Cave Johnson, US Congress, U.S. Postmaster General

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Cave Johnson

Birthdate: (73)
Birthplace: Robertson County Tennessee
Death: 1866 (73)
Place of Burial: Greenwood Cemetery Clarksville Montgomery County Tennessee
Immediate Family:

Son of Thomas Thomas Johnson and Mary Noel
Husband of Elizabeth (Betsy) Johnson
Father of James Hickman Johnson; Thomas Dickson Johnson and Polk Grundy Johnson
Brother of Henry Minor Johnson; Taylor Noel Johnson; Nancy Couts and Joseph Noel Johnson

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About Cave Johnson, US Congress, U.S. Postmaster General

Cave Johnson, a prominent Jacksonian, served as a Democrat in the U.S. House of Representatives (1829-37, 1839-45), postmaster general of the United States (1845-49), and president of the Bank of Tennessee (1854-60). Johnson was born near Springfield in Robertson County, the second son of Thomas Johnson and Mary Noel Johnson. He attended Cumberland College in Nashville. There, at the start of the War of 1812, he and others formed a volunteer unit which elected Johnson as captain. Andrew Jackson declined their offer to join his army, saying that the country's interest would be served better by the boys remaining in college. Johnson's college career, however, concluded the following year in 1813, when he was expelled for refusing to follow the prescribed curriculum. Johnson next studied law with Justice William Cocke for a year before serving under Jackson in his father's militia unit during the Creek War of 1813. He then returned to his legal studies and was admitted to the bar in 1814.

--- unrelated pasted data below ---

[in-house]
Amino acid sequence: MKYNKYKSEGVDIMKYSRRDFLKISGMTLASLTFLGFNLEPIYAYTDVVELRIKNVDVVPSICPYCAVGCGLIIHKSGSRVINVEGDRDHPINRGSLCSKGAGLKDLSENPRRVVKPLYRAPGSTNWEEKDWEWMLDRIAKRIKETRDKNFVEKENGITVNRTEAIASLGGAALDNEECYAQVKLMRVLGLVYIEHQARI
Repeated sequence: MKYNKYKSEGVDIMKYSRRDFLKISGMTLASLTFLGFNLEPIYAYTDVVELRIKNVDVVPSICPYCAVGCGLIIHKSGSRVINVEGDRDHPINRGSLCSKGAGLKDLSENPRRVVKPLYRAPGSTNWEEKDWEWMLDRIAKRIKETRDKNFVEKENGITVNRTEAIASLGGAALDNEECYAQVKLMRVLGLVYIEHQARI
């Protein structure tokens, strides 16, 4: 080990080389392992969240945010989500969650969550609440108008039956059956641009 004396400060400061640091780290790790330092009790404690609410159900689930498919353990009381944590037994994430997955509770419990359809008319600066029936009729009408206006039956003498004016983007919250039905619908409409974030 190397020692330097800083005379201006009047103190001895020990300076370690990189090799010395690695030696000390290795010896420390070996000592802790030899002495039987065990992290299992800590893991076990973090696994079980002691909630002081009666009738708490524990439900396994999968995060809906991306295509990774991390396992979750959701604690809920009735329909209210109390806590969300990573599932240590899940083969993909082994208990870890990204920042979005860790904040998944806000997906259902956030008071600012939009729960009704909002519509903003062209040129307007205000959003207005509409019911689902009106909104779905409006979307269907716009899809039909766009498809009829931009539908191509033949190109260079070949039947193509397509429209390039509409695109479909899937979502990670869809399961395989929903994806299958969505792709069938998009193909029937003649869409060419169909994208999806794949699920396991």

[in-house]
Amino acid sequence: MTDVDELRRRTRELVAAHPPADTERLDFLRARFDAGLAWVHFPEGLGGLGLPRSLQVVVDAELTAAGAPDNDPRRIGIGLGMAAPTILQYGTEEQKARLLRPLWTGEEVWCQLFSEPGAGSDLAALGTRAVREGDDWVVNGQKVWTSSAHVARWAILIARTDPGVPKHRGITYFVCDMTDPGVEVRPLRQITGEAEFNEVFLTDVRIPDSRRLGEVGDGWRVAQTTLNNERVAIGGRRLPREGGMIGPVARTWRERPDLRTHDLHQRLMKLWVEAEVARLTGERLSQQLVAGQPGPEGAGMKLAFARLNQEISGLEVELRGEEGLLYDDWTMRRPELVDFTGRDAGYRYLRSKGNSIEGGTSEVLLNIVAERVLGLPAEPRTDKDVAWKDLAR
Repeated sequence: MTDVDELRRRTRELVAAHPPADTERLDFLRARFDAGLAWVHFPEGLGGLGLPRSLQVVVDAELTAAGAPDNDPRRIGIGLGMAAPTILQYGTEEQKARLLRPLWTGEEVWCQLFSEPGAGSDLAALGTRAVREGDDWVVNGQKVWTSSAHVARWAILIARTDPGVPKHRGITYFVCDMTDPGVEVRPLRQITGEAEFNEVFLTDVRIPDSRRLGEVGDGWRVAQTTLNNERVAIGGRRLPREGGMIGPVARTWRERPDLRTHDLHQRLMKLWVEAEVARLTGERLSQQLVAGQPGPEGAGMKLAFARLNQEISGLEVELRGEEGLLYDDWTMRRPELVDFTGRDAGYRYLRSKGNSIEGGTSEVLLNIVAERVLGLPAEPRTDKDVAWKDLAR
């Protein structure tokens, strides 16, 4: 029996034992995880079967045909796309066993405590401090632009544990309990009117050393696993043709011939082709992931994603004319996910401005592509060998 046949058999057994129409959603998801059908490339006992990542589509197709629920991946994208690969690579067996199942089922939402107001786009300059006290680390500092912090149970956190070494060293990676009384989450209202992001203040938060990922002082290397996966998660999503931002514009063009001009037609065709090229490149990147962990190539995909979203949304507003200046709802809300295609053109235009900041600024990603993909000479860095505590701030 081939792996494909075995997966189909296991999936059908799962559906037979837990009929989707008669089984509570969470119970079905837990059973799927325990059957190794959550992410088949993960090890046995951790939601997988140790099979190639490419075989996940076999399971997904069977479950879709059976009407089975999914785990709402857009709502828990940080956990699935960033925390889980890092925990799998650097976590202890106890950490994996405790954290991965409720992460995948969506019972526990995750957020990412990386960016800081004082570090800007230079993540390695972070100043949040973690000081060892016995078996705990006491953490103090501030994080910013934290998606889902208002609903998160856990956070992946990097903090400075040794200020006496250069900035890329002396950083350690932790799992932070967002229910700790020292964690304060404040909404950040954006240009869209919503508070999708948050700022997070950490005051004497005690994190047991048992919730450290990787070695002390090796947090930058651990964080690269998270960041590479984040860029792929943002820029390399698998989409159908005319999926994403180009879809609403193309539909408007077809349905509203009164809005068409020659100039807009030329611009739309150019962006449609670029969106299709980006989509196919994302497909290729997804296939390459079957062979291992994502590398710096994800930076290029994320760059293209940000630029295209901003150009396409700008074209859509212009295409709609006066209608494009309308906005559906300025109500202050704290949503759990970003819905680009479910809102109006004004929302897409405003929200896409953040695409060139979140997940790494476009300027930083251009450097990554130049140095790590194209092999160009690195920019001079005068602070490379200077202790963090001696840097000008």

By this time, Johnson was in love with Elizabeth Dortch, but she rejected him in 1815; Johnson vowed never to address another lady. Dortch married another but was later widowed. Johnson then renewed his attentions. This time she accepted, and they were married on February 20, 1838

Johnson's tenure oversaw the creation of the modern postal service. The introduction of the adhesive postage stamp in 1847 placed the service on a sounder financial basis by requiring the sender to finance the cost rather than the recipient. Further reforms included the urban collection of outgoing mail, a practice that became a standard feature of the postal service.

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Cave Johnson, US Congress, U.S. Postmaster General's Timeline

Robertson County Tennessee
Age 47
Age 49
Age 51
Age 73
Greenwood Cemetery Clarksville Montgomery County Tennessee